In his July 7, 2014 answer, respondent pleaded four affirmative defenses. In his second affirmative defense, respondent pleaded laches and an administrative delay defense under Matter of Cortlandt Nursing Home v Axelrod (66 NY2d 169 [1985], cert denied 476 US 115 [1986]). In his third affirmative defense, respondent pleaded an equitable estoppel defense.

By motion dated July 15, 2014, Department staff moved, among other relief, to strike the affirmative defenses on the ground that the defenses were not stated. In a December 12, 2014 ruling, I granted staff's motion in part, struck the first affirmative defense (inapplicability of permit requirement) and that portion of respondent's second affirmative defense as pleaded a laches defense, and otherwise denied the motion ( see Matter of Grout , Ruling of the Chief Administrative Law Judge [ALJ] on Motions, Dec. 12, 2014, at 16). By ruling dated August 14, 2015, I denied Department staff's motion for leave to reargue that portion of the December 12, 2014 ruling as denied the motion to dismiss the third affirmative defense of equitable estoppel ( see Matter of Grout , Ruling of the Chief ALJ on Motion for Leave to Reargue, Aug. 14, 2015).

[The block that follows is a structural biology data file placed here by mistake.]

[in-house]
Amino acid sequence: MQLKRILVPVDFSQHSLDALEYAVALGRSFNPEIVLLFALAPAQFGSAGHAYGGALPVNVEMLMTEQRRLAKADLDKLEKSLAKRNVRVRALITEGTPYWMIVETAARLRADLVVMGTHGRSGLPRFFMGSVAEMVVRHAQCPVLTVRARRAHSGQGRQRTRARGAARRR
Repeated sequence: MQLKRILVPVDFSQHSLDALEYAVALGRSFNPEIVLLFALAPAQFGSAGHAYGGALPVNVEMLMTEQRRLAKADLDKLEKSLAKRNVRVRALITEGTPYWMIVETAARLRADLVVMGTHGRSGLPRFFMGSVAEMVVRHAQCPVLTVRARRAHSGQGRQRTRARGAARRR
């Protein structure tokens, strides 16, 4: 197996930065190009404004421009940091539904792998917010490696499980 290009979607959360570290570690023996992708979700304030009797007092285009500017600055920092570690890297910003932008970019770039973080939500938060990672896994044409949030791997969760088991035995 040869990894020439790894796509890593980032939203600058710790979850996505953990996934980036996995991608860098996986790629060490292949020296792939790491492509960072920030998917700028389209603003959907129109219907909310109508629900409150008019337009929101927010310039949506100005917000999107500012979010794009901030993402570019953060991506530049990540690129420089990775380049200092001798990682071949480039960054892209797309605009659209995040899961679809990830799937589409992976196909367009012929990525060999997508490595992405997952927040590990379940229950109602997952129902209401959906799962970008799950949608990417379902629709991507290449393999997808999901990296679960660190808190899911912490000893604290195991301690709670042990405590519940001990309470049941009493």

On September 28, 2015, I issued a notice of enforcement hearing and scheduling order setting the matter down for hearing on December 2, 2015. I also directed that any pre-hearing motions be filed and served by close of business, October 26, 2015.

On October 26, 2015, respondent filed and served a notice of motion for summary judgment pursuant to 6 NYCRR 622.6(c). In support of the motion, respondent filed an affirmation of Meave M. Tooher in support of respondent's motion, an affidavit of Alan J. Grout, and a memorandum of law. In his motion, respondent seeks summary judgment on his defenses of equitable estoppel and administrative delay, and dismissal of the complaint or, in the alternative, dismissal of those portions of the requested relief as seeks submission of a plan and restoration of the stream to its natural condition.